200211 Shoals Nonprofit Center 1

Brittany Green and Sarah Ann Evans (center) listen as Kerry DelPizzo of the United Way and Andrea Holt of the Court Appointed Special Advocates (CASA) ask questions about the Shoals Nonprofit Center. Green and Evans created the center as a way to provide continuing education, training and networking opportunities for the area's nonprofits. [MATT MCKEAN/TIMESDAILY]

FLORENCE — Bethany Green and Sarah Ann Evans have a heart for nonprofit work and have put their passion for helping others into the Shoals Nonprofit Center.

Their endeavor, while still in organizational stages, is committed to help amplify the impact of nonprofits in the Shoals area.

Both Green and Evans have a long history of nonprofit work, including volunteerism and organization, so the idea of having a central location for dissemination of nonprofit information made good sense.

The two pitched the idea last fall at the Shoals Idea Audition and placed third in the competition. 

Now, with a base for the center at 3115 Northington Court, the center's development is coming to fruition.

Green and Evans based their concept on the Center for Nonprofit Management in Nashville, Tennessee. The idea was to create a center where anyone in need of help can access information directly.

In addition, they are helping create a digital directory of all the area's nonprofits.

"We're working with the directors of the nonprofits, the board members and the community to help them all better understand their roles, and give all nonprofits a networking opportunity," Green said.

Evans said the area has an extensive variety of nonprofits. 

"We often think of them as just charitable organizations, and they can get missed or overlooked," Evans said. "They often don't have the resources to stay up to date and relevant and raise money in an intentional way, and that's where we come in."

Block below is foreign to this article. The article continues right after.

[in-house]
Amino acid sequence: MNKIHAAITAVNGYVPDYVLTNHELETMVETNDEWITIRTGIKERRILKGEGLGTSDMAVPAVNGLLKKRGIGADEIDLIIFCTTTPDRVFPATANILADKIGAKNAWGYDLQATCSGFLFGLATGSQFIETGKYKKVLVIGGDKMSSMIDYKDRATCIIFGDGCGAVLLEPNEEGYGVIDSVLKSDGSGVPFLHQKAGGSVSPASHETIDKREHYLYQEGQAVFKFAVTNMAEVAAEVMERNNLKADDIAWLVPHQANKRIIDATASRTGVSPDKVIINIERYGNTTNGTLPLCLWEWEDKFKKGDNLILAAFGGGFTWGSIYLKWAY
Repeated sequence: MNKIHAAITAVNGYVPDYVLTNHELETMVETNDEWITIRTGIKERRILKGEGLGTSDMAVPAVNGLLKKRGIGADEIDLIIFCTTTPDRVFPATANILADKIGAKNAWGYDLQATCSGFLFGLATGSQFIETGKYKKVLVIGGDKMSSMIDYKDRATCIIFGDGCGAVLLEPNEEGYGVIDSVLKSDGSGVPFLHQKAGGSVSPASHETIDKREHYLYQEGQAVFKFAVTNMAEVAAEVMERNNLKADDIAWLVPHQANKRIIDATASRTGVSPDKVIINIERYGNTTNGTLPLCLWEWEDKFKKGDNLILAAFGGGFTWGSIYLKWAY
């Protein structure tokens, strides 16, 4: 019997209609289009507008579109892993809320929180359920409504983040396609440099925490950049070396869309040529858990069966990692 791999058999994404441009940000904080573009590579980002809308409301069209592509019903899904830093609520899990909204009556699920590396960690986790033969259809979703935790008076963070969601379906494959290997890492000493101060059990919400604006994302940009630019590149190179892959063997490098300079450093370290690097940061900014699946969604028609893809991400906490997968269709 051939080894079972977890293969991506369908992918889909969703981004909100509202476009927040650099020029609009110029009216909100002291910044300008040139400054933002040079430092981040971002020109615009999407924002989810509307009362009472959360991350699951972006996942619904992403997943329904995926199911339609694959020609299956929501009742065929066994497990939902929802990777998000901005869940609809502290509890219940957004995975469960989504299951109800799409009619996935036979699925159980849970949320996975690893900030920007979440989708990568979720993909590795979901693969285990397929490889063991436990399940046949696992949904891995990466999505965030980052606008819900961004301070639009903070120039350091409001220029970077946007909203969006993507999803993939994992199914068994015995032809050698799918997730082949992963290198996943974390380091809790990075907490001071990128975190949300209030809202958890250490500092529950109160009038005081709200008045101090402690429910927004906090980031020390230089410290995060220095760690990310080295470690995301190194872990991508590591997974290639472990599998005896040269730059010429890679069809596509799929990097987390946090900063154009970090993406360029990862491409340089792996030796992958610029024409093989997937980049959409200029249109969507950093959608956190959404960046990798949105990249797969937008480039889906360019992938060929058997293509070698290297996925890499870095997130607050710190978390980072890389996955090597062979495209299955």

Evans said their desire was to create an organization that feeds into the infrastructure of the existing nonprofits with the goal of helping them improve the skills of their volunteers and board members.

"Sometimes the desire to make a difference just doesn't come along with the skills to make that happen, so we want to bring in top-notch professionals to help, to provide the training needed. We want to be that bridge."

Andrea Holt, director of the nonprofit Court Appointed Special Advocates (CASA) for abused and neglected children, said she sees the benefits of the center.

"There are gaps within the nonprofit realm and I'm hopeful we'll be filling these gaps," she said. "This is a chance for all entities, large and small, to be on the same playing field and have the same opportunities."

Green said the center is lining up its first three training sessions, starting next month with board development. The basics of grant writing will be April's training, and May's session will focus on volunteer management.

"Our professional development and trainings are coming directly from what those in nonprofits are telling us is needed," Green said. "We're really striving to build a sense of community among the nonprofit sector."


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